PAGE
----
Revived when there was a DNR/AND code status - page 3

There was this experience that I will never forget in my nursing career. Patient N came back with Afib with RVR. She converted to SR during shift change. The night nurse said she had episodes of... Read More

  1. by   not.done.yet
    Allow Natural Death. Guessed it for myself. Not an an acronym widely used in these parts.
  2. by   lifelearningrn
    Shouldn't the DNR status be readily visible the moment she signs the documentation? Was that during your shift? If not, I don't see how you're anymore responsible for the start of the code than the admitting nurse, or the nurse that obtained the paperwork for not placing the bracelet on the patient. You were not in the room when the code started, you did not initiate the code. You notified them immediately when you were made aware they were doing CPR on your patient. The biggest mistake I see here is that you didn't document immediately. I've never heard of leaving without documenting..
  3. by   Crush
    Quote from lifelearningrn
    Shouldn't the DNR status be readily visible the moment she signs the documentation? Was that during your shift? If not, I don't see how you're anymore responsible for the start of the code than the admitting nurse, or the nurse that obtained the paperwork for not placing the bracelet on the patient. You were not in the room when the code started, you did not initiate the code. You notified them immediately when you were made aware they were doing CPR on your patient. The biggest mistake I see here is that you didn't document immediately. I've never heard of leaving without documenting..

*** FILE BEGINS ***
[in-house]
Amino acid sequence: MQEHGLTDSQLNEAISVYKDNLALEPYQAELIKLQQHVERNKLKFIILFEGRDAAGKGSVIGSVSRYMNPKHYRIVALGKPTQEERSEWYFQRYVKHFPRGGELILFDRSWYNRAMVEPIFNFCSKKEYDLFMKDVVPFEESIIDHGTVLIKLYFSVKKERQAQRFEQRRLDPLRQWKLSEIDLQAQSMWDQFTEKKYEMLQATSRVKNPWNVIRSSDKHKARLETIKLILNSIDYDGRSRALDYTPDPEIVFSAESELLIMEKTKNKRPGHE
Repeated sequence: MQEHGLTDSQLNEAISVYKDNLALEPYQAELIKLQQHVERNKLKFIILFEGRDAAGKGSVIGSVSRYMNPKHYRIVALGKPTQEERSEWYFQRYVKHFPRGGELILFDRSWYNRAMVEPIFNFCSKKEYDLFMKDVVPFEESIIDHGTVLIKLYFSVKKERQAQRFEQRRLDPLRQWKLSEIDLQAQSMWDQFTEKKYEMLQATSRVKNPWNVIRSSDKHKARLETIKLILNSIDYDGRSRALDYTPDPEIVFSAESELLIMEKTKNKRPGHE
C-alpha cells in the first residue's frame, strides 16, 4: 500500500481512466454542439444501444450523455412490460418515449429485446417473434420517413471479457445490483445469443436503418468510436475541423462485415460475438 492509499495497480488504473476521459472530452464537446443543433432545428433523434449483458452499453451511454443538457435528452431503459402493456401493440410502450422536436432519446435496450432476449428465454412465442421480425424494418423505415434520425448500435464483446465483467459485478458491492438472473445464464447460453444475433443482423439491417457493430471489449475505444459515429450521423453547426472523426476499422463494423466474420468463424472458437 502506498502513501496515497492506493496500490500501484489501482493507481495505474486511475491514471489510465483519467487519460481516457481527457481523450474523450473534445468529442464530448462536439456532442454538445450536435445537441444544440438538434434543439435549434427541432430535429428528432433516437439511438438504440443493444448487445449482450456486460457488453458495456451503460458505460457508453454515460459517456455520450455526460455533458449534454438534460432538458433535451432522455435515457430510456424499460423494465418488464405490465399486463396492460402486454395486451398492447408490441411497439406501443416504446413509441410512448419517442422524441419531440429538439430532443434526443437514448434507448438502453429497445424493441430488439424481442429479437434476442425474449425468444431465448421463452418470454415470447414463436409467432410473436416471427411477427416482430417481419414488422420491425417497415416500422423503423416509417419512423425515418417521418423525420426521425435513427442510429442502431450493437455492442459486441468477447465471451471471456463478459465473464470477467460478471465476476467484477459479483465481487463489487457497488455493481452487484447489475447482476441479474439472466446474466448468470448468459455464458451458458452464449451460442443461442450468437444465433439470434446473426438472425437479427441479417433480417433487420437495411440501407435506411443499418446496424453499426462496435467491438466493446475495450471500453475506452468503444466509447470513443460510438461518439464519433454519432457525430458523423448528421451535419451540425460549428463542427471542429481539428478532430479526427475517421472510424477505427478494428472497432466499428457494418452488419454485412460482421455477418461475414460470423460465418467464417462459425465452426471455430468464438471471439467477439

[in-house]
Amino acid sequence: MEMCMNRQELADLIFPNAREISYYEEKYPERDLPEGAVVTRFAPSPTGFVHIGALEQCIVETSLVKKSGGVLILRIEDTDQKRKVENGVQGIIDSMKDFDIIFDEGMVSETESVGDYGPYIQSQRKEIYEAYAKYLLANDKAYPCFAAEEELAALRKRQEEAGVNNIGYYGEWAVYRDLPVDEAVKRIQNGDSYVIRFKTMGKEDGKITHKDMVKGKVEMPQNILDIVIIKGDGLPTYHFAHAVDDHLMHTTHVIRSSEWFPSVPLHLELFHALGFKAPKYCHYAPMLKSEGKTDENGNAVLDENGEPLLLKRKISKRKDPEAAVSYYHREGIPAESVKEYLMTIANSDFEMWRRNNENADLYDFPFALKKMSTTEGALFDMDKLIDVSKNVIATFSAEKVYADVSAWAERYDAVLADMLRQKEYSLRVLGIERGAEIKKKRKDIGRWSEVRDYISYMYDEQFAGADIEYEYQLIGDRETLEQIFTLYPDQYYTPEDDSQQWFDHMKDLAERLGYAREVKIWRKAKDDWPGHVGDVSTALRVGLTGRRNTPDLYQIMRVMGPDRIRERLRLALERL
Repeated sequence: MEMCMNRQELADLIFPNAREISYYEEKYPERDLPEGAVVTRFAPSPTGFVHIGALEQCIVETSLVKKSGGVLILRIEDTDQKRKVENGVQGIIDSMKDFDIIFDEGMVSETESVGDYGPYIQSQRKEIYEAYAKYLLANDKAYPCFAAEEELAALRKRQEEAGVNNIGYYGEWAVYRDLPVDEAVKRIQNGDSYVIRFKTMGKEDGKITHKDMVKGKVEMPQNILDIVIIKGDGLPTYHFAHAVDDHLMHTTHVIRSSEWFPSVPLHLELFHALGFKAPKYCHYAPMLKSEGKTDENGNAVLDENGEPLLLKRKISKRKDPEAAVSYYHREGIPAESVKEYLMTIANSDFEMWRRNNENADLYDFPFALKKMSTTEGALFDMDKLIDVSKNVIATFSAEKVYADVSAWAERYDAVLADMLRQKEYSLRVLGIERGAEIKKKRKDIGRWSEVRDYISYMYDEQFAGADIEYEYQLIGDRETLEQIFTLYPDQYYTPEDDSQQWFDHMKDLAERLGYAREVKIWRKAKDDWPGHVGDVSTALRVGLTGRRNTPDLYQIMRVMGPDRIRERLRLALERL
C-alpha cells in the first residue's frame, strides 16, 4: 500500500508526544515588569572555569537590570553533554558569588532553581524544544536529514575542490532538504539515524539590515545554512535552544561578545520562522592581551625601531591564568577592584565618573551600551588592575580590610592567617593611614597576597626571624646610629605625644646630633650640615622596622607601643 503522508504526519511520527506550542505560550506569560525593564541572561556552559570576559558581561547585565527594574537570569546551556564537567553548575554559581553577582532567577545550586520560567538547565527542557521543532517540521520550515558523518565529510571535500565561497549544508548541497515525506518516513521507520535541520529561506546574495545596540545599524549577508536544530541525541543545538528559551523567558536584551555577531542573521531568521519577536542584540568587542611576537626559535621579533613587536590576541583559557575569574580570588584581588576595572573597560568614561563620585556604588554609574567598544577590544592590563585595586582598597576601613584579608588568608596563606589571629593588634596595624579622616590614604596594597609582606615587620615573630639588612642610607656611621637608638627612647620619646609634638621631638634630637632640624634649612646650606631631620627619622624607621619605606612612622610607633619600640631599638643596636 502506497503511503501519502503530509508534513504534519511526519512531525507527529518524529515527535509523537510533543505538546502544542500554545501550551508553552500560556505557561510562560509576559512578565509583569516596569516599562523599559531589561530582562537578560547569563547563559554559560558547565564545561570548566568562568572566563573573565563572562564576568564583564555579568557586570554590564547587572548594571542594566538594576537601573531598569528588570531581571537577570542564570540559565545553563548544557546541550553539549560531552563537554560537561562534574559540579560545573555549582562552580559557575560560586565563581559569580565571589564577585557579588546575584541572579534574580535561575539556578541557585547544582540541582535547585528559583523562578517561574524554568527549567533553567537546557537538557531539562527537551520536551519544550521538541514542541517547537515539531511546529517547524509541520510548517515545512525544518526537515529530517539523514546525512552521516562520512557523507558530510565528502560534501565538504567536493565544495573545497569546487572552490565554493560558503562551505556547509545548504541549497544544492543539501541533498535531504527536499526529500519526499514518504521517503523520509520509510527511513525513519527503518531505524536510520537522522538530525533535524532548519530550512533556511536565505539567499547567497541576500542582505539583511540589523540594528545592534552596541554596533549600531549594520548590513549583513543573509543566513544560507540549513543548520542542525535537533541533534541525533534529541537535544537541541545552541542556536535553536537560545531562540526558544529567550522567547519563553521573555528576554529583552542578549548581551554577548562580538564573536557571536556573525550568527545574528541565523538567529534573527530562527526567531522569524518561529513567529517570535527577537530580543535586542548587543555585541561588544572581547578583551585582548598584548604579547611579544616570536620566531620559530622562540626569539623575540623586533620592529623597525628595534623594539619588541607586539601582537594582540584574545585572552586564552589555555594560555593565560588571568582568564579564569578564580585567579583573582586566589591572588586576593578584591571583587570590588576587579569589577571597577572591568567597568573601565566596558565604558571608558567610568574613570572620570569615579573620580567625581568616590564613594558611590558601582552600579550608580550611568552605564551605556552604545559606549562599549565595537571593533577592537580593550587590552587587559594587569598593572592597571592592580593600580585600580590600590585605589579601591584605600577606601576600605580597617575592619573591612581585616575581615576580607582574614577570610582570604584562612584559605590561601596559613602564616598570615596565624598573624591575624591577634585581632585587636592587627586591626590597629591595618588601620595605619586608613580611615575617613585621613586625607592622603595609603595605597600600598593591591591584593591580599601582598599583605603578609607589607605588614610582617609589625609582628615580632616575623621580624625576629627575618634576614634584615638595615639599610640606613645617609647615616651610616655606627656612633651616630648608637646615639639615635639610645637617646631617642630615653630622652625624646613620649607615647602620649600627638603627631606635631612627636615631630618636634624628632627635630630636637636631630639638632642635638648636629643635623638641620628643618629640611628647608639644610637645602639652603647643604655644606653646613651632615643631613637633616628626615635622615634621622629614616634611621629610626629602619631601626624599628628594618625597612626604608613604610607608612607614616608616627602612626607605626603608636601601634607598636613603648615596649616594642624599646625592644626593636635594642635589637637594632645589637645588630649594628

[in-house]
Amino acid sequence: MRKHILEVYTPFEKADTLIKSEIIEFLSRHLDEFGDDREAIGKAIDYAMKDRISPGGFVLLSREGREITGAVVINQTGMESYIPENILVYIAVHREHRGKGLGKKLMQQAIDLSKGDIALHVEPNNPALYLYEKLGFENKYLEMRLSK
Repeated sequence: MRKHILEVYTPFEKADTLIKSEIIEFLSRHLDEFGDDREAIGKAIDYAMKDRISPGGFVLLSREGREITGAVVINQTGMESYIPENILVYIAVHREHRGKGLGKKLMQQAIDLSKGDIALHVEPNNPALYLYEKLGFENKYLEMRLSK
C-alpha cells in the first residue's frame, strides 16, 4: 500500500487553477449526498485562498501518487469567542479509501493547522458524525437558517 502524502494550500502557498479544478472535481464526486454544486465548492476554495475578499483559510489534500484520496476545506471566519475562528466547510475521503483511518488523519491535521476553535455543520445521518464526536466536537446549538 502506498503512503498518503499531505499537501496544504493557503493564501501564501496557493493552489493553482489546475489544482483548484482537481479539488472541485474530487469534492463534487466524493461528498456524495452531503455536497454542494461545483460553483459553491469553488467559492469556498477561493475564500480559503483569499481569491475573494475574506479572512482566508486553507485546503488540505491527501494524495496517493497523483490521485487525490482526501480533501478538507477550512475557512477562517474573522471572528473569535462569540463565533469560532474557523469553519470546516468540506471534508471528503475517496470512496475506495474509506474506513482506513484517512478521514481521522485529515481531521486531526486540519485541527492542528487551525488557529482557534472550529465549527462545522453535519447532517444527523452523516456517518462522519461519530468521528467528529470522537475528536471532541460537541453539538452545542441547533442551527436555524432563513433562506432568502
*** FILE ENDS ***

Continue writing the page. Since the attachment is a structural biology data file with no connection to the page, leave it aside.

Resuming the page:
Not documented = not done. Do not add on an addendum without first consulting legal on how to do it first. But I am thinking too much time may have passed.
  4. by   Genmarie93
    Being a lowly nursing student admittedly knowing little about real life nursing, may I ask why you did not chart immediately on something so serious? I never considered leaving before charting as a possibility.
  5. by   Julius Seizure
    I highly recommend that you submit a report on this situation, using whatever incident reporting system that your hospital uses (they seem to have different names everywhere). Risk management needs to be made aware of this ASAP.
  6. by   GaryRay
    Quote from Genmarie93
    Being a lowly nursing student admittedly knowing little about real life nursing, may I ask why you did not chart immediately on something so serious? I never considered leaving before charting as a possibility.
    nursing school is going to do a great job of teaching you how to pass the NCLEX. The official answer is she didn't leave the room, use the bathroom, eat breakfast, administer medications, attend to her hypoglycemic patient, or reconnect a patient's circuit who's vent was alarming before she documented everything exactly the way it happened as if God himself had been in the room.

    After you pass NCLEX the answer is: patient care always comes before documentation. If you can document in real time, DO IT, but odds are your assignment is rarely going to allow you to.
  7. by   GaryRay
    Quote from not.done.yet
    Allow Natural Death. Guessed it for myself. Not an an acronym widely used in these parts.
    I think we use AND more in peds because DNR has a stigma and scares the parents. They associate it with hospice and "giving up" and when someone's kid is dying they aren't much for a lesson on the misconceptions of hospice and DNRs

    "Allow a Natural Death" sort of relieves them of the guilt they unfairly impose on themselves. I've read studies showing families are more likely to agree to an AND then a DNR in the same types of terminal cases. But I haven't heard of it being used much in the adult world.
  8. by   Here.I.Stand
    Quote from GaryRay